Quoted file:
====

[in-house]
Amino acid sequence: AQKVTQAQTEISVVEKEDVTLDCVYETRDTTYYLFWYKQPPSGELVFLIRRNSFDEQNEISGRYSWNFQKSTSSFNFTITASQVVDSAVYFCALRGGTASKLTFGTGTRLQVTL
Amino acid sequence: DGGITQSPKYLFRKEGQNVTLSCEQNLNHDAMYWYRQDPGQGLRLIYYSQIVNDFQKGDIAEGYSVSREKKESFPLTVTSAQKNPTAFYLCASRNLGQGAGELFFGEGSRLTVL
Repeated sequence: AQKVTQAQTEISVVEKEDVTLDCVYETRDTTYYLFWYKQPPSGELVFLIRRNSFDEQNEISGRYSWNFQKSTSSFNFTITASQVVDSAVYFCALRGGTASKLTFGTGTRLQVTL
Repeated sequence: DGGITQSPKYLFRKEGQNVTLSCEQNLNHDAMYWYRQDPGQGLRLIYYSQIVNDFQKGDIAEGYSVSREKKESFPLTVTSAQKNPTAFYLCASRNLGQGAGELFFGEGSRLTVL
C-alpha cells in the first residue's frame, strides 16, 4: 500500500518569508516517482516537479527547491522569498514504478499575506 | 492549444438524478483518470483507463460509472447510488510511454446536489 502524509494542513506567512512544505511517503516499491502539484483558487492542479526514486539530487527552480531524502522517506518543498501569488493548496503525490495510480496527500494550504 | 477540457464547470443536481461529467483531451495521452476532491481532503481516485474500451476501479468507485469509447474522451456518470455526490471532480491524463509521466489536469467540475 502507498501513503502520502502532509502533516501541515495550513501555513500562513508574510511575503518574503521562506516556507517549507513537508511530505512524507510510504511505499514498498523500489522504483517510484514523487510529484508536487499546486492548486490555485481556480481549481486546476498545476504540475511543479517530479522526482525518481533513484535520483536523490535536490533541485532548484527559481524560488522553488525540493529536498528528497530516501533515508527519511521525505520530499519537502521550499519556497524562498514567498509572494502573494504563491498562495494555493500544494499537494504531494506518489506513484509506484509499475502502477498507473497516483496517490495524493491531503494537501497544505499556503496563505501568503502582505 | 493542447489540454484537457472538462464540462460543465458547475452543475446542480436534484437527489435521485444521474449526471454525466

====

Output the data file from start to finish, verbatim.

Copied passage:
[in-house]
Amino acid sequence: AQKVTQAQTEISVVEKEDVTLDCVYETRDTTYYLFWYKQPPSGELVFLIRRNSFDEQNEISGRYSWNFQKSTSSFNFTITASQVVDSAVYFCALRGGTASKLTFGTGTRLQVTL
Amino acid sequence: DGGITQSPKYLFRKEGQNVTLSCEQNLNHDAMYWYRQDPGQGLRLIYYSQIVNDFQKGDIAEGYSVSREKKESFPLTVTSAQKNPTAFYLCASRNLGQGAGELFFGEGSRLTVL
Repeated sequence: AQKVTQAQTEISVVEKEDVTLDCVYETRDTTYYLFWYKQPPSGELVFLIRRNSFDEQNEISGRYSWNFQKSTSSFNFTITASQVVDSAVYFCALRGGTASKLTFGTGTRLQVTL
Repeated sequence: DGGITQSPKYLFRKEGQNVTLSCEQNLNHDAMYWYRQDPGQGLRLIYYSQIVNDFQKGDIAEGYSVSREKKESFPLTVTSAQKNPTAFYLCASRNLGQGAGELFFGEGSRLTVL
C-alpha cells in the first residue's frame, strides 16, 4: 500500500518569508516517482516537479527547491522569498514504478499575506 | 492549444438524478483518470483507463460509472447510488510511454446536489 502524509494542513506567512512544505511517503516499491502539484483558487492542479526514486539530487527552480531524502522517506518543498501569488493548496503525490495510480496527500494550504 | 477540457464547470443536481461529467483531451495521452476532491481532503481516485474500451476501479468507485469509447474522451456518470455526490471532480491524463509521466489536469467540475 502507498501513503502520502502532509502533516501541515495550513501555513500562513508574510511575503518574503521562506516556507517549507513537508511530505512524507510510504511505499514498498523500489522504483517510484514523487510529484508536487499546486492548486490555485481556480481549481486546476498545476504540475511543479517530479522526482525518481533513484535520483536523490535536490533541485532548484527559481524560488522553488525540493529536498528528497530516501533515508527519511521525505520530499519537502521550499519556497524562498514567498509572494502573494504563491498562495494555493500544494499537494504531494506518489506513484509506484509499475502502477498507473497516483496517490495524493491531503494537501497544505499556503496563505501568503502582505 | 493542447489540454484537457472538462464540462460543465458547475452543475446542480436534484437527489435521485444521474449526471454525466